Who were Maryland Immigrant Richard Gardiner's (b1592) parents?

+3 votes
The book Gardiner Generations and Relations by Thomas Richard Gardiner says Richard Gardiner's parents were Thomas Gardiner and Ellen Smyth.   This line also descended from William Gardiner and Helen Tudor.

There are other sources that say otherwise.    Who were his parents?

Thanks in advance for your assistance.
WikiTree profile: Richard Gardiner
in Genealogy Help by

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In terms of 'gateways,' the Gardiner book is not in a preview mode being from 1991, so we cannot read on-line. But, the description mentions William and Helen. 
The Magna Carta project is using Douglas Richardson's book at the basis. Any Plantagenet, or other, would need something similar. So, this link points to the pages of Richardson's book that we can see (in a preview mode). Page 370 has Ellen and William. Then, their son Thomas is shown to not have descendants. 
However, William had brothers: Richard, Robert, and John. So, that might be the place to start; no doubt, some work has already been done.
Our (TGSoc.org) interests are several (which includes All Things Gardner), however one is Thomas Gardner of Salem, in particular. We face the same 'whence' issue. And, lots of people would like to see some resolution during the 400th (this would be about the 3rd attempt). At least, Felt told us his wife.  
If you can find a copy of "Gardiner: Generations and Relations" use it with extreme caution.  It is wrong on many points of the Gardiner ancestry and the first few generations in Maryland and there are a depressing number of "facts" in it that were fabricated by the author.

2 Answers

+2 votes
The answer is that no-one knows where Richard came from.  There was a contemporary Catholic priest from Cheshire named John Gardiner alias Garnett who may be connected.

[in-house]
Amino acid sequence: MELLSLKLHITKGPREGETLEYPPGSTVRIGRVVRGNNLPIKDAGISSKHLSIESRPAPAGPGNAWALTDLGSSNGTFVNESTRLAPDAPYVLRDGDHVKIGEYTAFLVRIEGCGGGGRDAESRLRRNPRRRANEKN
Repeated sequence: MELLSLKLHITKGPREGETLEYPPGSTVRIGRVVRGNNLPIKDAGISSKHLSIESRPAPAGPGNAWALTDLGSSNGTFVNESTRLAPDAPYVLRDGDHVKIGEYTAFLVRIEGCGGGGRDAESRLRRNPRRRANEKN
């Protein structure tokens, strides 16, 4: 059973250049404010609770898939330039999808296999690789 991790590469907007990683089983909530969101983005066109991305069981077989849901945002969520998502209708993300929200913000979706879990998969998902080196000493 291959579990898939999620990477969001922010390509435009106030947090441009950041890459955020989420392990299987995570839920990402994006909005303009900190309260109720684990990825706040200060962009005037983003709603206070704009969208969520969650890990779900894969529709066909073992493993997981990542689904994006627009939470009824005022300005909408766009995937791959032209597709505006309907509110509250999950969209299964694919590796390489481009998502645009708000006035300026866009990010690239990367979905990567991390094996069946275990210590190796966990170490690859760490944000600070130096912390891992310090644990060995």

The ancestry in "Gardiner: Generations and Relations" has been disproved over and over again, most notably by officials at the College of Arms in 2009.  The tree itself is a combination of misunderstood and misinterpreted data, combined with a depressing amount of total fabrication.

The child baptised at Bermondsey in 1592 was dead before 1597, most probably in 1592 when there was an epidemic at Bermondsey.  His mother wasn't Ellyn Smyth at all but Frances Skipwith.  Sir Thomas Gardiner is the authority for this from documents he prepared in 1623 and others dating from about 1598.  From the tree in the book the author of "Gardiner: Generations and Relations" was aware of these documents but chose to think he knew better that Sir Thomas Gardiner.

A typical piece of misinterpretation in the book is that the marriage to Elizabeth Hame is a completely unconnected event.  The fabrication is that it happened at St Martin in the Field or Peckham.  It didn't.

Elizabeth Hame did marry a man named Richard Gardiner (at Ockham in Surrey) but she lived her life in the nearby parish of Cobham, Surrey, and she and her husband died there and are buried there.
by William Good G2G Rookie (260 points)

Appreciate the note of caution. 

I have been at this about ten years now and have heard from about all of the Gardner families. Plus, I have run across many tales. To me, the mode ought to be to pull together all of these stories (and their books) into a site that covers the Gardner controversies, pro and con. 

I have done several blog posts along that line. This is an example: Whence, again

The benefit? Well, I had to work these things out on my own as I went along (several papers, in fact). All of the time, I run into more stuff or some re-iteration which perturbs matters further. So, the web? Yes, it's turned into crap, actually. Creating work is another way to look at it. 

One solution? What I propose is to cover the basis so that people can go and see these types of things with some added commentary about the situation and, perhaps, motivation. Actually, it ought to be as complete as possible. And, I think that it's interesting seeing how attitudes and stories changed. Some of these go way back to the early 1800s. And, are now finding there way into the internet. 

Case in point. One author wrote wrong. Did a correction. Then, he published, again. I just noticed that the earlier work is available on the internet now. I'll get the specifics, as this is a particular interest.